Karzai Denies Talks With Alleged Taliban Impostor : The Two-Way But other officials have told The New York Times and Washington Post that Karzai's government was sitting down to negotiate with someone who may have just been a shopkeeper from Pakistan.
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Karzai Denies Talks With Alleged Taliban Impostor

Afghan President Hamid Karzai during a news conference in Kabul today. Massoud Hossaini /AFP/Getty Images hide caption

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Massoud Hossaini /AFP/Getty Images

Afghan President Hamid Karzai is disputing reports that his government was negotiating with an impostor when it reportedly held secret talks in recent months with someone claiming to be a senior Taliban commander.

NPR's Corey Flintoff reports from Kabul that "Karzai said neither he nor members of his government had ever met the man." And the Afghan president called the reports "propoganda."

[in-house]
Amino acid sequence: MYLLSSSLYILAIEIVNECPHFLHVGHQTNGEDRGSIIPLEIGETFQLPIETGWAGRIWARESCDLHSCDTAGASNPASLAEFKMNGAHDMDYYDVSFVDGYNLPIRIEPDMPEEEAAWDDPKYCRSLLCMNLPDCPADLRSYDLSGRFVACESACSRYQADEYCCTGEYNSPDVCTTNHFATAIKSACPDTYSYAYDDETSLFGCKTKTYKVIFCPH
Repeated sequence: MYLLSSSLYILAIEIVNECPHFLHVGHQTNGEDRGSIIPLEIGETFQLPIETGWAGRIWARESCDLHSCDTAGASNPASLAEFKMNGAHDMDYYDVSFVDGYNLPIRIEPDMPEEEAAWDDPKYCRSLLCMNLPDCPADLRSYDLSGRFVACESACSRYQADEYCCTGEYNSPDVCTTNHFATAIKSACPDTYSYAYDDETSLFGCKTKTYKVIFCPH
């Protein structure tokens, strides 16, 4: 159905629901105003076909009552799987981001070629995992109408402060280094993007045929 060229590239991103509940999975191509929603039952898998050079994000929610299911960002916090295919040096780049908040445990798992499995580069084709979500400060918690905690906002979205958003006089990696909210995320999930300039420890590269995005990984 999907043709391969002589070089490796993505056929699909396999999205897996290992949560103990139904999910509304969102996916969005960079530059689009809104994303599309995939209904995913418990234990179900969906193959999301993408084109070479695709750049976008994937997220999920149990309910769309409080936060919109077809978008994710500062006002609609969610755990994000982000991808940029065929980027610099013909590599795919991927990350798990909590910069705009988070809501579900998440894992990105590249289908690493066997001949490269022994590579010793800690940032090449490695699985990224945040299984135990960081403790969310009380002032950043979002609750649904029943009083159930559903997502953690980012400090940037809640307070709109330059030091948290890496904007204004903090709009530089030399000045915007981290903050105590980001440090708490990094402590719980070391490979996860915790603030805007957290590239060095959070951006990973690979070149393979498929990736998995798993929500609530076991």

This morning's New York Times writes that a man said to be Mullah Akhtar Muhammad Mansour, "one of the most senior commanders in the Taliban movement," had been at the negotiating table with Afghan government officials. But, says the Times, "Mr. Mansour was apparently not Mr. Mansour at all ... and high-level discussions conducted with the assistance of NATO appear to have achieved little."

The man, according to The Washington Post, "was a lowly shopkeeper from the Pakistani city of Quetta." The alleged ruse was uncovered after Afghan officials showed a photograph of the man to people who know the real Mansour, the Post says.

The Times adds this:

"It’s not him," said a Western diplomat in Kabul intimately involved in the discussions. "And we gave him a lot of money."